MIAMI - Lou Pearlman, credited for starting the boy-band craze and launching the careers of the Backstreet Boys and ‘NSync, has died in prison while serving a 25-year sentence for a massive Ponzi scheme.
The Orlando Sentinel reports that according to a federal inmate database, the 62-year-old Pearlman died Friday. The cause of death was not immediately known.
Pearlman’s $300 million Ponzi scheme through his Trans Continental companies was uncovered in 2006. He was. He was convicted of fraud in 2008.
Hundreds of lawsuits were filed in the mogul’s case, including one by the Backstreet Boys.
‘NSync singer Lance Bass tweeted on Saturday “Word is that #LouPearlman has passed away. He might not have been a stand up businessman, but I wouldn’t be doing what I love today wout his influence. RIP Lou”
In 2006, a Vanity Fair article with many of the young bandmates he guided.
, saying that he never showed band members porn and took them to strip clubs. “I never had secrets kept from parents. Especially since at least one parent was always around to chaperone and drive the boys. I never showed any of our artists any porn,” Pearlman said. “What strip club do you know that would let minors in? Therefore, NO, I never took any minors to strip clubs.”
Pearlman also fired back at accusations he gave massages to band members. “I paid for professional masseuses to give massages to our artists. I have no idea where this question is going. It is also true that I do not own a Neverland Ranch.”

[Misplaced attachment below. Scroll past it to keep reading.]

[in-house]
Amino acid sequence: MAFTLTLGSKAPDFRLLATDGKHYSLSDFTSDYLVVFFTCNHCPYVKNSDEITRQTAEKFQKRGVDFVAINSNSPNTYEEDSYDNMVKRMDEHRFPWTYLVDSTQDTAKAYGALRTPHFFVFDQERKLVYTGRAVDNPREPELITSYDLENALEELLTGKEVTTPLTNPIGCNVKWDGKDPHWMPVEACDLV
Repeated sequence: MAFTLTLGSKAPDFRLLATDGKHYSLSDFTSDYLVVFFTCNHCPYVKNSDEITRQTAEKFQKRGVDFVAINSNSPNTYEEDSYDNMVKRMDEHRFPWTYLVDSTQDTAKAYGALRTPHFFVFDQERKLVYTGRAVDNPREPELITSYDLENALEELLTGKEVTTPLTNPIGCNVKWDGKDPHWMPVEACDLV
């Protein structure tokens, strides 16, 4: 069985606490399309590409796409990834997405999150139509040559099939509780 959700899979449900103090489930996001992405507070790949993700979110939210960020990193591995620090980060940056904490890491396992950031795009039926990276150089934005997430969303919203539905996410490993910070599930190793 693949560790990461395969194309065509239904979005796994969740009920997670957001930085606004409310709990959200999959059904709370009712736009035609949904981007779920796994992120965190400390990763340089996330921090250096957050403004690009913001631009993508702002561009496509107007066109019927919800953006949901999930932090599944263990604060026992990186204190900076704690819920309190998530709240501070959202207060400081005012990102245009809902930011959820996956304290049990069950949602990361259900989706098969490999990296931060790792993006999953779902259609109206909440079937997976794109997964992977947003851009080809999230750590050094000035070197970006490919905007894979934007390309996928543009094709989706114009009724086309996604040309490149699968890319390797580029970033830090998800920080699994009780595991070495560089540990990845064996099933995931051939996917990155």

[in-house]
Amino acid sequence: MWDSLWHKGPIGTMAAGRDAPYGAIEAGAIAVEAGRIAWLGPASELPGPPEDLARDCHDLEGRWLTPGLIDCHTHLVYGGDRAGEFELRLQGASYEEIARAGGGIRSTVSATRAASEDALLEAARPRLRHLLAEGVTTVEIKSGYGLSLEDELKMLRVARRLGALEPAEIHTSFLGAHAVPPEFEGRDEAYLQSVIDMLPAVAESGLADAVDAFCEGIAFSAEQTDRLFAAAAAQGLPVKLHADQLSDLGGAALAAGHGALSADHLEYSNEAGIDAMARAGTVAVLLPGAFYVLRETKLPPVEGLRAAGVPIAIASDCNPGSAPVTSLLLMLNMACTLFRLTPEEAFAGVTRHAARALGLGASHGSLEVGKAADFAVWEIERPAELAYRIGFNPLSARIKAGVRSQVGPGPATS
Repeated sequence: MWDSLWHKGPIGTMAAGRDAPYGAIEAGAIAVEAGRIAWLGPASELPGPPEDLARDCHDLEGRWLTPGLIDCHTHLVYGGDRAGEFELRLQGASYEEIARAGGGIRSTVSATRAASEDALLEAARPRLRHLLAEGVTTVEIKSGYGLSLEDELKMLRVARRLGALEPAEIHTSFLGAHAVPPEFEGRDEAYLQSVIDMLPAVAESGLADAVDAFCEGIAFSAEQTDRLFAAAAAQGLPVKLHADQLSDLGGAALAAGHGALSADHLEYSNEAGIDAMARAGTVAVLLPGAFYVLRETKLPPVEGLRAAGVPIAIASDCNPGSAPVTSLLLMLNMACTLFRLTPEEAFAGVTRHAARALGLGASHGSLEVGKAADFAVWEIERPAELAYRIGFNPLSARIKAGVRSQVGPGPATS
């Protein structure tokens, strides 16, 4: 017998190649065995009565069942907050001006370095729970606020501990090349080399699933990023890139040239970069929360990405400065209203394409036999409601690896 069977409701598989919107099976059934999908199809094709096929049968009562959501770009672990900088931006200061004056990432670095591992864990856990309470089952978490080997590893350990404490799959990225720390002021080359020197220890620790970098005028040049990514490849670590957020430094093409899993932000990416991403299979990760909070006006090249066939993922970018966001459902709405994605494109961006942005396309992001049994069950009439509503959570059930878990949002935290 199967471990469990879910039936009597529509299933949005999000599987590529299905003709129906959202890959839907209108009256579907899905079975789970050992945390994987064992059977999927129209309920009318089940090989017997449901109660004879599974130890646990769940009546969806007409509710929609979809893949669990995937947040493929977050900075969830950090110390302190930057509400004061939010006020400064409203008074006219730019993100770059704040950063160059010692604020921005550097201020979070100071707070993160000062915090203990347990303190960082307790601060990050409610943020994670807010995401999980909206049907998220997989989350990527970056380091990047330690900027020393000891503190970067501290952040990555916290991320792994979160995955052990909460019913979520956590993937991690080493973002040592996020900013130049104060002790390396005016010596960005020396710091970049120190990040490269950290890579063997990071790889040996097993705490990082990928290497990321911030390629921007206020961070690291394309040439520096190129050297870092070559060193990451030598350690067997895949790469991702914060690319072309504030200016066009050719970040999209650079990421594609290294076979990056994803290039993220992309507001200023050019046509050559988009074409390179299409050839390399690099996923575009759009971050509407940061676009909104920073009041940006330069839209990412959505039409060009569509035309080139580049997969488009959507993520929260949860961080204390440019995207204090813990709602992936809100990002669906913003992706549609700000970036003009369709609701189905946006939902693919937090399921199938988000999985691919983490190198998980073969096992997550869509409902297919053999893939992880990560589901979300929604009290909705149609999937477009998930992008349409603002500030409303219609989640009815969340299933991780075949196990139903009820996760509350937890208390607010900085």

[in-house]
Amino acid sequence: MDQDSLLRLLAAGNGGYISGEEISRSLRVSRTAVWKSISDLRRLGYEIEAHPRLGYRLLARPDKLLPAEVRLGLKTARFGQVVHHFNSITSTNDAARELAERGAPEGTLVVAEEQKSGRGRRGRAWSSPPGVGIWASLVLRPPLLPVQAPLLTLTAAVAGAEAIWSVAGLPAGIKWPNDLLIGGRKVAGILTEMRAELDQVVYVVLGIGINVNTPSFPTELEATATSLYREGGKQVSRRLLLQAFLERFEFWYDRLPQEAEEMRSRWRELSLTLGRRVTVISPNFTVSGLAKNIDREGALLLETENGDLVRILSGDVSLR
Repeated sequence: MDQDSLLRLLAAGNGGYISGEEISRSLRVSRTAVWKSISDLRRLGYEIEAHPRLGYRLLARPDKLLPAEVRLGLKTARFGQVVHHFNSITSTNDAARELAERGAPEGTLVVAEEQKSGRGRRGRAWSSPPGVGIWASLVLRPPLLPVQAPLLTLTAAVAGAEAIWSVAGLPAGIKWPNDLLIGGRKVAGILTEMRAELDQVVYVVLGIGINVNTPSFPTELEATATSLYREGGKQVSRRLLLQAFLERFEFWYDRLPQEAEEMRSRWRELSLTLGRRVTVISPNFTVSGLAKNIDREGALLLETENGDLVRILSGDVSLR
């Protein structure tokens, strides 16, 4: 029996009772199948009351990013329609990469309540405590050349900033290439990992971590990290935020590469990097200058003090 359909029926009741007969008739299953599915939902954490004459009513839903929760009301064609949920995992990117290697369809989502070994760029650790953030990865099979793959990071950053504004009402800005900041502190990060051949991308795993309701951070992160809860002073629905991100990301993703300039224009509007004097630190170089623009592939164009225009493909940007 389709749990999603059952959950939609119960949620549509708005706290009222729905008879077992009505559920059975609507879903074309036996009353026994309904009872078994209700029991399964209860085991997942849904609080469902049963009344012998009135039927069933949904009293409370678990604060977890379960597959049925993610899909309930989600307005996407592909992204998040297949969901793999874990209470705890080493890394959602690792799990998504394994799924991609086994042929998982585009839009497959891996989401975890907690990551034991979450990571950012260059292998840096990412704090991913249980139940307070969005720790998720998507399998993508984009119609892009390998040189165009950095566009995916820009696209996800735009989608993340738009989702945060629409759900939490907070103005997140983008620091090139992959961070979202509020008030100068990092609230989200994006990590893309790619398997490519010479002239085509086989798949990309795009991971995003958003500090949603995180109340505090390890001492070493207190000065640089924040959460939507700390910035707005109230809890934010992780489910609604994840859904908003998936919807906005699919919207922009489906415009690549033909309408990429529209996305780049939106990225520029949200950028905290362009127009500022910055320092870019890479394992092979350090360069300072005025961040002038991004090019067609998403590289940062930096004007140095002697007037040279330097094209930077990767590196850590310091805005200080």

Former Take 5 member Tim Christofore alleges Pearlman, clad in only a towel, took a swan dive on a bed full of young boys and wrestled with them. “T.J. (Christofore) is making up this story. ... The fact that he never mentioned this in court should tell you where he’s coming from,” Pearlman said. “He’s just trying to join the lynch party. Besides, I’ve never owned a towel that could wrap all the way around me anyway.”
Despite the bevy of accusations, few expect the band members to come forward. “None of these kids will ever admit anything happened,” an attorney who has sued Pearlman for a contract dispute told Bryan Burrough. “They’re all too ashamed, and if the truth came out it would ruin their careers.”
More than a dozen insiders told Burrough they had heard tales of Pearlman’s behavior while insisting they experienced nothing untoward themselves. Backstreet Boy Nick Carter was tepid on the subject. “This is something that’s been going on for years, talks and allegations,” the Backstreet Boys’ youngest member said. “It’s kinda old news, you know what I mean? So, really, there’s no comment on the issue.”